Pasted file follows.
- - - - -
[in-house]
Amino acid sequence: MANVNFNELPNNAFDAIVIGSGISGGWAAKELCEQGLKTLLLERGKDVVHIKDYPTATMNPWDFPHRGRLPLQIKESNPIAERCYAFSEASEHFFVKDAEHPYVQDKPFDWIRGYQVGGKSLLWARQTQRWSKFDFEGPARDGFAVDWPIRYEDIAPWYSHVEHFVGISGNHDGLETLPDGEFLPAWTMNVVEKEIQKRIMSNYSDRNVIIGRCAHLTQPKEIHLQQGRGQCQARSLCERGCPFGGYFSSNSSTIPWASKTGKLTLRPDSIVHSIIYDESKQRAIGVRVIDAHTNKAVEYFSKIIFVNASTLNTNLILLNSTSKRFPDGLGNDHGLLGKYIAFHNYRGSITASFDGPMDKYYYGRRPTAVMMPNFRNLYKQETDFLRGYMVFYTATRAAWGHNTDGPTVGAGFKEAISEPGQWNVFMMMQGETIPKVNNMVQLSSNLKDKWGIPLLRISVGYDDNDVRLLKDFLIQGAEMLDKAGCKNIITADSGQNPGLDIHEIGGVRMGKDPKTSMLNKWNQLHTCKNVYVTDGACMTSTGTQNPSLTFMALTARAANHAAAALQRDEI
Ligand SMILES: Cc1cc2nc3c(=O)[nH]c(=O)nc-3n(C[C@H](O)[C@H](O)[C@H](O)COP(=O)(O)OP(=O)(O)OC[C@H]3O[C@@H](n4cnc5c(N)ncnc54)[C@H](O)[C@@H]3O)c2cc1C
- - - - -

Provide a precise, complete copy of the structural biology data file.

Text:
[in-house]
Amino acid sequence: MANVNFNELPNNAFDAIVIGSGISGGWAAKELCEQGLKTLLLERGKDVVHIKDYPTATMNPWDFPHRGRLPLQIKESNPIAERCYAFSEASEHFFVKDAEHPYVQDKPFDWIRGYQVGGKSLLWARQTQRWSKFDFEGPARDGFAVDWPIRYEDIAPWYSHVEHFVGISGNHDGLETLPDGEFLPAWTMNVVEKEIQKRIMSNYSDRNVIIGRCAHLTQPKEIHLQQGRGQCQARSLCERGCPFGGYFSSNSSTIPWASKTGKLTLRPDSIVHSIIYDESKQRAIGVRVIDAHTNKAVEYFSKIIFVNASTLNTNLILLNSTSKRFPDGLGNDHGLLGKYIAFHNYRGSITASFDGPMDKYYYGRRPTAVMMPNFRNLYKQETDFLRGYMVFYTATRAAWGHNTDGPTVGAGFKEAISEPGQWNVFMMMQGETIPKVNNMVQLSSNLKDKWGIPLLRISVGYDDNDVRLLKDFLIQGAEMLDKAGCKNIITADSGQNPGLDIHEIGGVRMGKDPKTSMLNKWNQLHTCKNVYVTDGACMTSTGTQNPSLTFMALTARAANHAAAALQRDEI
Ligand SMILES: Cc1cc2nc3c(=O)[nH]c(=O)nc-3n(C[C@H](O)[C@H](O)[C@H](O)COP(=O)(O)OP(=O)(O)OC[C@H]3O[C@@H](n4cnc5c(N)ncnc54)[C@H](O)[C@@H]3O)c2cc1C